WalkAbout Boise

August 28, 2014

WalkAbout Boise brings city’s history, architecture to life

story and photography by Ken Levy

Steeped in history and classic design, downtown Boise’s amazing architecture acts as a time-machine, allowing passerby to view 150 years of our history simultaneously.

Get an intimate feel for the cultural diversity, beautiful designs, and stories behind these beautiful historic structures during WalkAbout Boise, a weekly guided walking tour that runs every Saturday in downtown Boise.

Led by knowledgeable docents, you’ll see some of the oldest and newest buildings downtown, many of which are associated with the city’s Basque, German, Jewish, and Chinese communities. You’ll see the Idaho State Capitol, the Egyptian Theater, and learn about the most renowned architects in the history of the city.

Taking a tour in this unique way affords new insight into the City of Trees.

For example, Dan Everhart, an architectural historian with the Idaho Transportation Department, took walkers on the one-hour tour in July.  It started with the Cyrus Jacobs/ Uberuaga house on Grove Street in the Basque district. Built in 1864, it’s the oldest brick house in Boise. Jacobs was involved with mining and established himself in the mercantile business. The house was later used as a Basque boarding house from 1910-1969. Many Basque immigrants worked as shepherds in the valley, tending to their animals and many living in the field during the warm months. During the winter, however, they came back to Boise needing a place to stay. As the community expanded and grew, some of the earlier migrants established full-scale boarding houses.

Juan and Juana Anduiza developed a boarding house at 619 Grove St. known as the Anduiza Hotel and Fronton, built in 1914.

“It’s perhaps one of the most interesting buildings in the city,” Everhart said. “This is kind of a homecoming place for the Basque people.”

Rooms along the front of the building housed the family. Multiple rooms branched from a corridor where up to four men could stay in individual rooms. But the fascination really kicks in when visitors see the building’s huge indoor fronton, or Basque racquetball and handball court. It stands 50 feet high and 3,500 square feet large, and is an impressive sight to behold.

The city’s first telephone building, on Main Street west of Sixth, was built in 1899. Its façade is built from Boise sandstone, which comes from the hills to the north of the city, including the now famous Table Rock area.

Tourtellotte and Hummel designed the Pioneer Tent and Awning Building, on the northeast corner of Sixth and Main streets—it was completed in 1910. The company made tents and awnings for miners and pioneers that flocked here in the early twentieth century.

Considered by many to be the city’s most important architects of the time, Tourtellotte and Hummel also designed the Idaho Capitol Building, the center section of which was started in 1905 and completed in 1912.

As with most state capitol buildings, it was modeled after the U.S. Capitol Building in Washington D.C. Stately columns rise from the base, and the dome is clad in terracotta with a gold leaf eagle at the top. The entire façade consists of Boise sandstone, with a beautiful Idaho granite trim.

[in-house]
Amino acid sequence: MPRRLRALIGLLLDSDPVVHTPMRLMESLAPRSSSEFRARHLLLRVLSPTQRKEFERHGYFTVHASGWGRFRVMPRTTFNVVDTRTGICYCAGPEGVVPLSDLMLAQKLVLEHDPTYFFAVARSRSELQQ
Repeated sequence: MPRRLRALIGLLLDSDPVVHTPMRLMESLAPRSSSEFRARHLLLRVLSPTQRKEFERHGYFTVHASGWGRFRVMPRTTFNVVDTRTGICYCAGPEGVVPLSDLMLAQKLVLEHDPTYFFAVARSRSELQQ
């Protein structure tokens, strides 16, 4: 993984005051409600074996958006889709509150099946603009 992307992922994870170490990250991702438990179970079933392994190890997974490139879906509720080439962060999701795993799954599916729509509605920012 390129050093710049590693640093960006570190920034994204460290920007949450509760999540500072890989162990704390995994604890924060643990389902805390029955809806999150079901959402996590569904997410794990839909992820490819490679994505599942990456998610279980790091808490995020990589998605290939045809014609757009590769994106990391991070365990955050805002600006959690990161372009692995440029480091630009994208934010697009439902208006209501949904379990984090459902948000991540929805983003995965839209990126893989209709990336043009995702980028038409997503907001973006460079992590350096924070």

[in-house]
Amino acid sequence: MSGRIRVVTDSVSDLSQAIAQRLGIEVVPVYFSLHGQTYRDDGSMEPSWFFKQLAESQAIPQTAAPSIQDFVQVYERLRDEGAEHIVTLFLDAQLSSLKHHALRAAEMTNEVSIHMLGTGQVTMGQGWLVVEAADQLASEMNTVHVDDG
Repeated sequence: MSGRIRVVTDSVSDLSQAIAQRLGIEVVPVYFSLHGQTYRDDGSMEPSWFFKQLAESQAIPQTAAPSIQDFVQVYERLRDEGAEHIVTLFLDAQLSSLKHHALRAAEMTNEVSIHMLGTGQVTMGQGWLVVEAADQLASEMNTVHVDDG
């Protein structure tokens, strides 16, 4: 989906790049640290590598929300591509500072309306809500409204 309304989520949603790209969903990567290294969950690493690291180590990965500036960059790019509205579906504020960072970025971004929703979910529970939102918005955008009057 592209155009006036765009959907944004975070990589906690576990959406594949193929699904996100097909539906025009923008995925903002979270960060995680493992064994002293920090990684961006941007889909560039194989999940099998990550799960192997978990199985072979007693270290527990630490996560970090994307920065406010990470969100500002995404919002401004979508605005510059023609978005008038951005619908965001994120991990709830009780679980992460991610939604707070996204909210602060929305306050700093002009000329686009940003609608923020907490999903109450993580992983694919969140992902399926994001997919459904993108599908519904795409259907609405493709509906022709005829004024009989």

Two blocks of buildings were removed to create Capitol Park, in order to allow viewing of the state house. Capitol Boulevard, once Seventh Street, leads towards the Capitol Building from the crown of the boulevard at the Union Pacific Depot.

Everhart said the depot, completed in 1925, was built in a Spanish mission style complete with red tile roof and an authentic stucco exterior. It was designed by the New York firm Carrere and Hastings.

Renowned architects Wayland and Fennel designed the 1903 central fire station on the corner of Idaho and Sixth streets. It housed Boise’s first professional fire department, designed to house horse-drawn fire carriages. Horses were housed in the first floor, with sleeping quarters and offices upstairs.

The Alexander Building was built by Moses Alexander, a German Jew who migrated to the U.S. in 1891.

Like many of his compatriots, Alexander was a merchant, and he established a clothing store downtown that bore his name. He was known as the “one-price clothier.” He established a chain of Alexander stores from Oregon to eastern Idaho, and became the mayor of Boise in 1897. He was the first Jewish governor of Idaho, or any other state, when he was elected in 1914.

In unrelated Idaho firsts, the five-story Idanha Hotel, built in 1900, was the most expensive—at $125,000—and tallest building in the state at the time. The French chateau–style grand hotel features turrets, pillars, and the state’s first elevator, Everhart said.

These historic glimpses are just a taste of how WalkAbout Boise brings new life to familiar landmarks during this intimate tour of the city’s historic past and present. Get your walking shoes on, bring your camera and experience a living Boise.

The program is a presentation of Preservation Idaho and begins at 11 a.m. Saturdays on Grove Street downtown in spring, summer and fall. Tickets are $10 and can be purchased at preservationidaho.org/walkaboutboise.